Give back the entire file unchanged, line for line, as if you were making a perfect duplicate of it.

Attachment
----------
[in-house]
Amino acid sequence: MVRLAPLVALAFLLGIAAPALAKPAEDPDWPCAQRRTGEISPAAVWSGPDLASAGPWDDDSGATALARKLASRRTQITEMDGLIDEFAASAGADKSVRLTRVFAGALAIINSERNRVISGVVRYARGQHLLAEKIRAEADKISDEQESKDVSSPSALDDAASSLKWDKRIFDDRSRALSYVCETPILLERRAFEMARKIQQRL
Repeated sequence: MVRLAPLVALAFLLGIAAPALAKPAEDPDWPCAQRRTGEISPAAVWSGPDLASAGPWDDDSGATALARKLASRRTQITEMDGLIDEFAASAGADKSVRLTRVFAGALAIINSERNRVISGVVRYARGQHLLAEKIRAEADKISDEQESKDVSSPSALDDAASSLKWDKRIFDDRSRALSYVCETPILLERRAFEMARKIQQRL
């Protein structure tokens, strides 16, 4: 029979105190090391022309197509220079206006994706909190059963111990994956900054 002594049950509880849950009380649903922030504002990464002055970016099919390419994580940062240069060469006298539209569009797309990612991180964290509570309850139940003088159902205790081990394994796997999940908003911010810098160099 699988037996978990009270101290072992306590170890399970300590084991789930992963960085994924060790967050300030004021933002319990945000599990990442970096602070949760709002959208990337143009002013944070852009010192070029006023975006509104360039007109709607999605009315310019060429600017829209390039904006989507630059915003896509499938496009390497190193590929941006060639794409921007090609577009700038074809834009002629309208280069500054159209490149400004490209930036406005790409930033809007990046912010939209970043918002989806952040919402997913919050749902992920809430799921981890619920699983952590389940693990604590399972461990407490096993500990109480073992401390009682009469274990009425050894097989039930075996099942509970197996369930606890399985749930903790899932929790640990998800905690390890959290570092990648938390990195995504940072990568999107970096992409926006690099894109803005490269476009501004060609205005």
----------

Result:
[in-house]
Amino acid sequence: MVRLAPLVALAFLLGIAAPALAKPAEDPDWPCAQRRTGEISPAAVWSGPDLASAGPWDDDSGATALARKLASRRTQITEMDGLIDEFAASAGADKSVRLTRVFAGALAIINSERNRVISGVVRYARGQHLLAEKIRAEADKISDEQESKDVSSPSALDDAASSLKWDKRIFDDRSRALSYVCETPILLERRAFEMARKIQQRL
Repeated sequence: MVRLAPLVALAFLLGIAAPALAKPAEDPDWPCAQRRTGEISPAAVWSGPDLASAGPWDDDSGATALARKLASRRTQITEMDGLIDEFAASAGADKSVRLTRVFAGALAIINSERNRVISGVVRYARGQHLLAEKIRAEADKISDEQESKDVSSPSALDDAASSLKWDKRIFDDRSRALSYVCETPILLERRAFEMARKIQQRL
């Protein structure tokens, strides 16, 4: 029979105190090391022309197509220079206006994706909190059963111990994956900054 002594049950509880849950009380649903922030504002990464002055970016099919390419994580940062240069060469006298539209569009797309990612991180964290509570309850139940003088159902205790081990394994796997999940908003911010810098160099 699988037996978990009270101290072992306590170890399970300590084991789930992963960085994924060790967050300030004021933002319990945000599990990442970096602070949760709002959208990337143009002013944070852009010192070029006023975006509104360039007109709607999605009315310019060429600017829209390039904006989507630059915003896509499938496009390497190193590929941006060639794409921007090609577009700038074809834009002629309208280069500054159209490149400004490209930036406005790409930033809007990046912010939209970043918002989806952040919402997913919050749902992920809430799921981890619920699983952590389940693990604590399972461990407490096993500990109480073992401390009682009469274990009425050894097989039930075996099942509970197996369930606890399985749930903790899932929790640990998800905690390890959290570092990648938390990195995504940072990568999107970096992409926006690099894109803005490269476009501004060609205005």